INDIANAPOLIS — New research outlines how people living in places with high levels of air pollution — especially those stemming from wildfires or agriculture — may be more likely to develop dementia over the course of their lifetime.
The study, published Monday in the journal JAMA Internal Medicine, analyzed data from 27,857 survey participants over an 18-year period, between 1998 to 2016. Nearly 15%, or 4,105 people, developed dementia. Those who developed dementia lived in areas with higher levels of particulate matter air pollution, especially from agriculture and wildfires.
“Our data suggest that in addition to some of the more obvious health impacts of wildfire smoke like irritation to our throats and eyes along with breathing difficulties, high smoke days might also be taking a toll on our brains,” said Sara Adar, who co-authored the study and is an environmental epidemiology researcher at University of Michigan’s School of Public Health, in a statement.
The research team said they gathered air quality measurement data from the U.S. Environmental Protection Agency, previous studies and more than 300 geographic variables. Researchers then applied that information to a prediction model that estimated a specific type of air pollutant called PM2.5 at participants’ addresses.
Then, beginning in 1992, participants were interviewed once every two years about many factors related to healthy aging, including their cognition, overall health and health behaviors. Scientists found that higher levels of the PM2.5 particulate matter air pollution, especially from agriculture and wildfires, were associated with greater risks of dementia.
Researchers estimated that 188,000 new dementia cases could be attributable to particulate matter exposure in the U.S. It's estimated that about 5.8 million people in the country have Alzheimer’s disease and other dementias, the U.S. Centers for Disease Control and Prevention said.
Specifically, researchers found PM2.5 exposure from all studied emissions sources, except dust, were associated with increased rates of dementia. The strongest associations was exposure from agriculture, traffic, coal combustion, and wildfires, according to researchers.
The study’s authors noted their findings could not be explained by other factors such as individual, neighborhood, socioeconomic status, occupation, or hometown or region of the country.
PM2.5 has long concerned public health officials because the particles are tiny and allow them to deposit into the deepest parts of a human lung and into our bloodstream. Larger PM10 particles can also still settle into our lungs and bodies, but because PM10 can also include PM2.5, that particulate size is referenced more often.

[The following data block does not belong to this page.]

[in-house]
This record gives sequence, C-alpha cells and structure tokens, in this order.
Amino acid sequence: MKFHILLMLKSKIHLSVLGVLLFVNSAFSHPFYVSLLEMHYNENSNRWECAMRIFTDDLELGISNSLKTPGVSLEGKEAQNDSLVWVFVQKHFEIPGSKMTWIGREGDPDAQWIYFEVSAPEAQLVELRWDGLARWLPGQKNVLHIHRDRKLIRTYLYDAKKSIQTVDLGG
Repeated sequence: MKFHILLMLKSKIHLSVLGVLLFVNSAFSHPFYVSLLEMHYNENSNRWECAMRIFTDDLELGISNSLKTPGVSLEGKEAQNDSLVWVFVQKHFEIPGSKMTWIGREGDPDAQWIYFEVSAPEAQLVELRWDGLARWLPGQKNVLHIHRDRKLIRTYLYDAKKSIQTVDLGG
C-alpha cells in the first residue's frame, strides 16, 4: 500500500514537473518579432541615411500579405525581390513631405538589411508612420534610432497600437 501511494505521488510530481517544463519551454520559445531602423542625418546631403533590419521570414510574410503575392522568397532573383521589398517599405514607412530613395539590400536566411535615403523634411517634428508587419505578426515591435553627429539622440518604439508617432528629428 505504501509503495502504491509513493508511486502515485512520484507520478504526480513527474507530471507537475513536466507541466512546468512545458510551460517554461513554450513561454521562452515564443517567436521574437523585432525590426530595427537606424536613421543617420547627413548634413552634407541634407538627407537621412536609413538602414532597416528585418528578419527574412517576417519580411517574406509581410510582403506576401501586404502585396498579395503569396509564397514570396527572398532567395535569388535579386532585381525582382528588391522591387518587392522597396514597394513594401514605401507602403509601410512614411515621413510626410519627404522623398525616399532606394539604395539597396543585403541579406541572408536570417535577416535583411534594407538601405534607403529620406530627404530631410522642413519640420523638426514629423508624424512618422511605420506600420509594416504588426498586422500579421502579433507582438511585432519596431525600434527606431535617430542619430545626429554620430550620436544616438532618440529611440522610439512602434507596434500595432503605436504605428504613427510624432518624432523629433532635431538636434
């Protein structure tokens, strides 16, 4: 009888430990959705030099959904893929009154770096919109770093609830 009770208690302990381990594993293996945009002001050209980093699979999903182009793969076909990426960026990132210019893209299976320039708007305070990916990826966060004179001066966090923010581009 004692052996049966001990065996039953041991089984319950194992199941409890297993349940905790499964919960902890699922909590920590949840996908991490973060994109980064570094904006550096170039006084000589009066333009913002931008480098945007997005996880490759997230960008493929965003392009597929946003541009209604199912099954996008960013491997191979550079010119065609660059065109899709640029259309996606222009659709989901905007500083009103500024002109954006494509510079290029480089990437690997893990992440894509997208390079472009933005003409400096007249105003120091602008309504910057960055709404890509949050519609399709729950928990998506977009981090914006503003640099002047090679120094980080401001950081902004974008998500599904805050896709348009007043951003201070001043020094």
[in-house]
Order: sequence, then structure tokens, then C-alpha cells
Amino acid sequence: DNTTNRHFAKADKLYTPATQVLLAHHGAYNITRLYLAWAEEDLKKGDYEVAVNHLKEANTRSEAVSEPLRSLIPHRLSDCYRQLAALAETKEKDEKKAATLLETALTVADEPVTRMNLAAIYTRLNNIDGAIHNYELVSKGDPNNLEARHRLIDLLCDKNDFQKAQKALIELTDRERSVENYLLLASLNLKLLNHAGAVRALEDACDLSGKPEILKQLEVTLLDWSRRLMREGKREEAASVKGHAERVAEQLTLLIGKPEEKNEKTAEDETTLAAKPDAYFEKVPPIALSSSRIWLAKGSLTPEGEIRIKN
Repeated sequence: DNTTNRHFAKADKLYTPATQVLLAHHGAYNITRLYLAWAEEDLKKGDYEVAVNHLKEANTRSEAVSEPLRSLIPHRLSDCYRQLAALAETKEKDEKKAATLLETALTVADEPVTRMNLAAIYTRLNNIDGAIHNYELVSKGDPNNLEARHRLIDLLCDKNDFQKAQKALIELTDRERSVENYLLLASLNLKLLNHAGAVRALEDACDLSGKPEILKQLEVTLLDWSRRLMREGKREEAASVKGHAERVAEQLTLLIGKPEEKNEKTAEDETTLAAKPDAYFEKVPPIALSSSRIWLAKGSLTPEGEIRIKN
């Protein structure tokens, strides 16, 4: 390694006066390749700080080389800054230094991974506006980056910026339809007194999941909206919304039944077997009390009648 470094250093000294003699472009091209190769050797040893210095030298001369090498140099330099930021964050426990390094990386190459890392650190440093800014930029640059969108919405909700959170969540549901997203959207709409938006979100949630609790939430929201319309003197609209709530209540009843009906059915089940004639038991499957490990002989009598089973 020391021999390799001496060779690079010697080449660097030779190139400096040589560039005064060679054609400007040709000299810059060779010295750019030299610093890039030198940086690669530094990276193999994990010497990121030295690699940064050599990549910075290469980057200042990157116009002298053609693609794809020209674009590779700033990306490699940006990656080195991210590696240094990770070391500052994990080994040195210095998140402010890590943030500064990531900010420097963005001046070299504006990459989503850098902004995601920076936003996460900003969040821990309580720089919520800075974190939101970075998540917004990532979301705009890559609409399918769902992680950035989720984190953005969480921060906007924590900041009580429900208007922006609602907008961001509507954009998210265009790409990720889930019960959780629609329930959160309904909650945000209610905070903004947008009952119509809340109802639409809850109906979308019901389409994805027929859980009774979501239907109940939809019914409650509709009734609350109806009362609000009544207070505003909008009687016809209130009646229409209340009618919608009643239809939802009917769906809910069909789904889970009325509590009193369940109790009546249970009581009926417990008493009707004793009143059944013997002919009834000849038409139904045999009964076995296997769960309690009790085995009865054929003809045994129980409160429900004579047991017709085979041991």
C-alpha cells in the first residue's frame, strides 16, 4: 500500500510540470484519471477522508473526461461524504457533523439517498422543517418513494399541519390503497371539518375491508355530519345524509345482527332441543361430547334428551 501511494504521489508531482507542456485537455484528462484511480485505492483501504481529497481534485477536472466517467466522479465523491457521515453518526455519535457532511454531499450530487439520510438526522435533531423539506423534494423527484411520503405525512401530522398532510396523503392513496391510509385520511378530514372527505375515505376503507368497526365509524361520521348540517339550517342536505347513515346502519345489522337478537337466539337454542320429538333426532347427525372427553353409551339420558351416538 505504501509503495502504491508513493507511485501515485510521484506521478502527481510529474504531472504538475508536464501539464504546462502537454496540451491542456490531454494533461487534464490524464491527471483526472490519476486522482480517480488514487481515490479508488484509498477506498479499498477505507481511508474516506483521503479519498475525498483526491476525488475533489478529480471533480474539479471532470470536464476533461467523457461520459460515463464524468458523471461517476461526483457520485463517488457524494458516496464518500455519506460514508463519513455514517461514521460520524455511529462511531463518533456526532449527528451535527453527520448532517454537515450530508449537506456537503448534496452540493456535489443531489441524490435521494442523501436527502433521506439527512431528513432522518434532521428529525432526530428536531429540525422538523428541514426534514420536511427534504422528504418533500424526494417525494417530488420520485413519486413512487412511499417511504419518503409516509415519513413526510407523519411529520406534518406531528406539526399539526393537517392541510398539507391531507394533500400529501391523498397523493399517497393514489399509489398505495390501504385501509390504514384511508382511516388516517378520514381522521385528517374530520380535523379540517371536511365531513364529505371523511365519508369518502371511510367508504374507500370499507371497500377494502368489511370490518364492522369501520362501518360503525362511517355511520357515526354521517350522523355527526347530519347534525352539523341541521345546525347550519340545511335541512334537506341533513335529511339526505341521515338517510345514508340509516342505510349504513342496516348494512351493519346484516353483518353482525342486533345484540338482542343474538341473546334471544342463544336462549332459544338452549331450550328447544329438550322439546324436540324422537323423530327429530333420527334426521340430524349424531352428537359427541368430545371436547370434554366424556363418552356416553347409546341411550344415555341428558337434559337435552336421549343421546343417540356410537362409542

Exposure to PM2.5 particles is something the World Health Organization has named as a major contributor to declines in human health. Exposure to PM2.5 has been linked to premature death in people with heart or lung disease, nonfatal heart attacks, and irregular heartbeats, according to the Environmental Protection Agency. One recent study from Harvard found more exposure to PM2.5 is linked to higher rates of death from COVID-19.
Earlier this year, another analysis released from Harvard University found exposure to find particulate pollutants could increase a person’s risk for developing dementia.
The findings come as poor air quality triggered alerts throughout the U.S., including Indiana, throughout the summer. Indiana has seen double the amount of air quality alerts in 2023 already than in all of 2022.
The authors hoped their findings would motivate policymakers to tighten limits on air pollution.
Record number of air quality alerts in the U.S. this year are stemming in large parts to smoke from Canadian wildfires, according to researchers.
Wildfires are thought to contribute up to 25% of fine particulate matter exposure over a year across the U.S., the study said.
Dementia is the seventh leading cause of death, and one of the major causes of disability and dependency, according to the World Health Organization.